Many people experience some form of back pain at some point. According to the New England Journal of Medicine, roughly two out of three people eventually experience significant lower back pain. Many physicians today are beginning to consider referring patients for spinal manipulation over other treatments and remedies.
What is spinal manipulation?
According to the National Center for Complementary and Integrative Health, spinal manipulation – “sometimes called ‘spinal manipulative therapy’ – is practiced by health care professionals such as chiropractors, osteopathic physicians, naturopathic physicians, physical therapists, and some medical doctors… by using their hands or a device to apply a controlled force to a joint of the spine.” The end goal of spinal manipulation is to dismiss pain and to increase physical functioning. The New York Times claims that spinal manipulation “along with other less traditional therapies like heat mediation and acupuncture – seems to be as effective as many other more medical therapies [they] prescribe, and as safe, if not safer.”
Most cases of back pain have been found to heal overtime, therefore the best course of action often taken are methods that relieve symptoms that allow the body to heal naturally. The work done by chiropractors
and physical therapists often involve a variety of these methods.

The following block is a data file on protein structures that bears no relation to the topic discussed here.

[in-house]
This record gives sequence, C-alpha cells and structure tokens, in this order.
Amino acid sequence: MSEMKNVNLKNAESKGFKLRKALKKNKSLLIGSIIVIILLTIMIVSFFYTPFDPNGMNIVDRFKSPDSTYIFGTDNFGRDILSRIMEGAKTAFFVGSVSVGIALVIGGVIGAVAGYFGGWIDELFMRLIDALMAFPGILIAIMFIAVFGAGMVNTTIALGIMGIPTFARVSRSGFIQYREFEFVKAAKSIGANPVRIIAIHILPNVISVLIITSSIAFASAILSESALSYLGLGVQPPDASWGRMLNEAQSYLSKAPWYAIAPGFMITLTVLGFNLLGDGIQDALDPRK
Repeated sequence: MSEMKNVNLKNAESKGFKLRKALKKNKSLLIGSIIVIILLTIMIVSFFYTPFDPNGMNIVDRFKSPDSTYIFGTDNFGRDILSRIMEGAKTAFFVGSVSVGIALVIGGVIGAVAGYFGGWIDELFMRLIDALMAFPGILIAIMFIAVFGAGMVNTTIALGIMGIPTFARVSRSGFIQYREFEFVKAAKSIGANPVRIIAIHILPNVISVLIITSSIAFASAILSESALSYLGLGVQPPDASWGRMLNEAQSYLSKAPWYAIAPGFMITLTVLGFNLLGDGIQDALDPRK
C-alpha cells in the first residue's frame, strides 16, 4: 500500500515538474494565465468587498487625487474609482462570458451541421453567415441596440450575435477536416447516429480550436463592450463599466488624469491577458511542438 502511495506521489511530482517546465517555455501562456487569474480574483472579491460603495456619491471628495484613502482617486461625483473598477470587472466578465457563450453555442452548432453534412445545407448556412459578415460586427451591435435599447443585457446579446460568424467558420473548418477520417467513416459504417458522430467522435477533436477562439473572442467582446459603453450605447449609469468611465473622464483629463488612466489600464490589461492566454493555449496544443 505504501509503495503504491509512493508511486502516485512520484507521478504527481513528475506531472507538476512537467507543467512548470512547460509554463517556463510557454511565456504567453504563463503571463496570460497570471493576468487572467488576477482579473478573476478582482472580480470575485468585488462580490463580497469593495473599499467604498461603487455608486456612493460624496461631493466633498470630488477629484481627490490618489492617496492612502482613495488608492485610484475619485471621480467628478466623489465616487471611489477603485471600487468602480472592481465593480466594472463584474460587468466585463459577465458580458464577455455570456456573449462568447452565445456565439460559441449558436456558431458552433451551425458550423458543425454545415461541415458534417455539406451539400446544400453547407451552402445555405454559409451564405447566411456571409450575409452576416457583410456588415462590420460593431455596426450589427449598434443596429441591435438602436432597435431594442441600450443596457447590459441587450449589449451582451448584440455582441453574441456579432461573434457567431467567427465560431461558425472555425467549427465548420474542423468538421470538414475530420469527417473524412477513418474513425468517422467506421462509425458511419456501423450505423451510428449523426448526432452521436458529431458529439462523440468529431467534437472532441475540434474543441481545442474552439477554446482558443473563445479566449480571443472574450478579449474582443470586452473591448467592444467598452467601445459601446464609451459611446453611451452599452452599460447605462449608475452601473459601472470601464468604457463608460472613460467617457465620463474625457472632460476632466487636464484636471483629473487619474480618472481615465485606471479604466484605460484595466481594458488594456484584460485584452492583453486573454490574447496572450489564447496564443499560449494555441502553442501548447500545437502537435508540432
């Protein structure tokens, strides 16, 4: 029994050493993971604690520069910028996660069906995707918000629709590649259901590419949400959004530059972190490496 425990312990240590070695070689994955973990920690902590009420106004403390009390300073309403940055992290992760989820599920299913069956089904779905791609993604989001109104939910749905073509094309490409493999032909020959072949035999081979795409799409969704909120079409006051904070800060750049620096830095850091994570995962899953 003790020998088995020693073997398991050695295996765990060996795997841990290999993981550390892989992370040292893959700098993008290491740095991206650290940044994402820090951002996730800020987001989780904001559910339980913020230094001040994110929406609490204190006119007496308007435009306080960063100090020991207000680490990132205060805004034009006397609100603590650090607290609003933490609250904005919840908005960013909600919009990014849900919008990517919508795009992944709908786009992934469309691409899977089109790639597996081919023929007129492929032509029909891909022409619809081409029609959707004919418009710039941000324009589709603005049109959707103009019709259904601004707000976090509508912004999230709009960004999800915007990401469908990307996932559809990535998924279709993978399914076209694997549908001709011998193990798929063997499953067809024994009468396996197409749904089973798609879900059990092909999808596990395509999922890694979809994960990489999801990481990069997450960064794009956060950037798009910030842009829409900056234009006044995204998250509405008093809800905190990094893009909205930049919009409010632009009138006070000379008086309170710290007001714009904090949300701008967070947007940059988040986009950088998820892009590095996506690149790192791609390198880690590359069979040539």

The Journal of the American Medical Association found evidence from 15 randomized, controlled trials – including nearly 2,000 patients – showing that spinal manipulation improved pain by roughly 10 points on a 100 point scale along with improvement in physical functions.
After the report was released, the Annals of Internal Medicine conducted a “systematic review of nonpharmacologic therapies [and] generally agreed with the other recent trials.”
Finally, the American College of Physicians have recently “released [the] new clinical practice guidelines for the noninvasive treatment of subacute back pain. They recommended that patients should try heat, massage, acupuncture or spinal manipulation as first-line therapies.”
The original worries of spinal manipulation was the procedure cost and potential harms. However, after the studies that have been conducted, “there were really no serious adverse events reported.”
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